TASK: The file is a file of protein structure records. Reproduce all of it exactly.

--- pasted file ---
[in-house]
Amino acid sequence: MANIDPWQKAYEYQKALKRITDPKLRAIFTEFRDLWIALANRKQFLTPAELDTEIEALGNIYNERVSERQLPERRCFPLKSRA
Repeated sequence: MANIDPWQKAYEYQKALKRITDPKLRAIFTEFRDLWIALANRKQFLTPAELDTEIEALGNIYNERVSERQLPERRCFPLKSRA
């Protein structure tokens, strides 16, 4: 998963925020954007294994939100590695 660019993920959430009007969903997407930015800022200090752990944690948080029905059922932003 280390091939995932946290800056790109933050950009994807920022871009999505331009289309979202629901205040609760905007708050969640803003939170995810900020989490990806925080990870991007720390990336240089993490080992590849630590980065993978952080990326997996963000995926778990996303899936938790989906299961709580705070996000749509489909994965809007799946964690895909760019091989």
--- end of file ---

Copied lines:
[in-house]
Amino acid sequence: MANIDPWQKAYEYQKALKRITDPKLRAIFTEFRDLWIALANRKQFLTPAELDTEIEALGNIYNERVSERQLPERRCFPLKSRA
Repeated sequence: MANIDPWQKAYEYQKALKRITDPKLRAIFTEFRDLWIALANRKQFLTPAELDTEIEALGNIYNERVSERQLPERRCFPLKSRA
């Protein structure tokens, strides 16, 4: 998963925020954007294994939100590695 660019993920959430009007969903997407930015800022200090752990944690948080029905059922932003 280390091939995932946290800056790109933050950009994807920022871009999505331009289309979202629901205040609760905007708050969640803003939170995810900020989490990806925080990870991007720390990336240089993490080992590849630590980065993978952080990326997996963000995926778990996303899936938790989906299961709580705070996000749509489909994965809007799946964690895909760019091989």